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How Norwegian Traditions Work


According to Viking legends, aurora borealis (the northern lights) were reflections from the armor of valkyries, the goddesses who chose which warriors would die in battle.
According to Viking legends, aurora borealis (the northern lights) were reflections from the armor of valkyries, the goddesses who chose which warriors would die in battle.
©iStockphoto.com/ArildHeitmann

When you think of vacation destinations, Norway's icy crags and well-below-freezing temperatures might not come to mind. But what if we mentioned world-class skiing, breathtaking scenery and Christmas traditions that insist on seven kinds of cookies? In this article, we'll explore the rich cultural side of Norway that the weather reports don't tell you about.

However, there's no getting around it: Norway gets cold. It's located at the northern border of Europe, and while summer temperatures reach 77 to 86 degrees Fahrenheit (25 to 30 degrees Celsius) in the summer, they can dip to negative 40 degrees Fahrenheit and Celsius in the winter [source: Innovation Norway]. Yes, that's as cold as it sounds. A portion of the country is located within the Arctic Circle, and Norway was virtually uninhabitable until after the last ice age. Combined with its relative isolation, it's easy to see why would-be visitors may have hesitated to put Norway on their itineraries.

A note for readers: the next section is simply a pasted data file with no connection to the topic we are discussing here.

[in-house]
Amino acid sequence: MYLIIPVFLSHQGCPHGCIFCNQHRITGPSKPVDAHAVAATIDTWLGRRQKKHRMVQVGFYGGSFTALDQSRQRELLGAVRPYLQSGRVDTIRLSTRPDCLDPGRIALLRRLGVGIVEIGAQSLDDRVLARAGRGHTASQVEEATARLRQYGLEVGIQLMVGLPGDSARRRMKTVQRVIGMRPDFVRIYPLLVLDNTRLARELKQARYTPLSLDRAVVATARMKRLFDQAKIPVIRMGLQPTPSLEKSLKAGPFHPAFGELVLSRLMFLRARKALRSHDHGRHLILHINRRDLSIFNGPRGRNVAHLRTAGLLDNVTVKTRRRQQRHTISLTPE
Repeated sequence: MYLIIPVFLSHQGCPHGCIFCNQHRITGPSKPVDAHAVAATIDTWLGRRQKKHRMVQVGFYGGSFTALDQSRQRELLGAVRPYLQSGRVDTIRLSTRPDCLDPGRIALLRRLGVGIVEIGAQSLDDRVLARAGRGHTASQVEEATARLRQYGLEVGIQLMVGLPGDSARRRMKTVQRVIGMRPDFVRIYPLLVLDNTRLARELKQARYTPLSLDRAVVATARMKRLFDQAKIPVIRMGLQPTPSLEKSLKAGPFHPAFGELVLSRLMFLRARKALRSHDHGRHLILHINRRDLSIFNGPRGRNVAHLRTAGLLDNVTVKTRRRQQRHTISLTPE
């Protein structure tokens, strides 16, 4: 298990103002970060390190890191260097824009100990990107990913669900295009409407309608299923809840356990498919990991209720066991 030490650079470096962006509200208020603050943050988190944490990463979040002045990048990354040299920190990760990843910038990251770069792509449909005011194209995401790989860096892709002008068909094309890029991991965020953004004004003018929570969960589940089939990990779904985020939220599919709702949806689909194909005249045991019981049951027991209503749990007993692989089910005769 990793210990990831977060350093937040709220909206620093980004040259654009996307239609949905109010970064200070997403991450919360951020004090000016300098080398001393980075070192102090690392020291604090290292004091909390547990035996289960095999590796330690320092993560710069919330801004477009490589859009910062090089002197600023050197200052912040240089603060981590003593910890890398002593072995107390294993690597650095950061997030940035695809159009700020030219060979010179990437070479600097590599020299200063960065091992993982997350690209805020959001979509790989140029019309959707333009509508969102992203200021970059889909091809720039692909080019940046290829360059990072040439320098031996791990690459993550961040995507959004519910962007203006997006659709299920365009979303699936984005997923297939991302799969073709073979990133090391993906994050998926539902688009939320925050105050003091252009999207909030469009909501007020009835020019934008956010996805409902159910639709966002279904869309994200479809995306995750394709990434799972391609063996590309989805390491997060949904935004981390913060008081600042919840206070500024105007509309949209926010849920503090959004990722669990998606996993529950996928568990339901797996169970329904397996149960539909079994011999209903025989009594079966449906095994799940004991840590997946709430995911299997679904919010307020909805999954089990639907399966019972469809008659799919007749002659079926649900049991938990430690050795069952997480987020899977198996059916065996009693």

If you lived circa 800, the Vikings also didn't help. The Vikings were a warlike civilization known for their long, low boats and brutal attacks on surrounding European populations -- primarily the British Isles, but no coastal region from Spain to Baghdad was safe [source: Kagda]. Their families back home benefited from the slaves and valuable goods that these pirates brought from their raids -- enough to form a significant middle class [source: Lonely Planet. While the modern world might remember the Vikings for their brutality, they weren't all warriors, and many Norwegians believe that history calls for a more balanced view of the group [source: Kagda].

If you're thinking that Viking ancestry, years of relative isolation and a survival-of-the-fittest climate probably adds up to a strongly individualized set of traditions, you'd be right. Let's take a look at how some of those traditions keep Norwegians fed.


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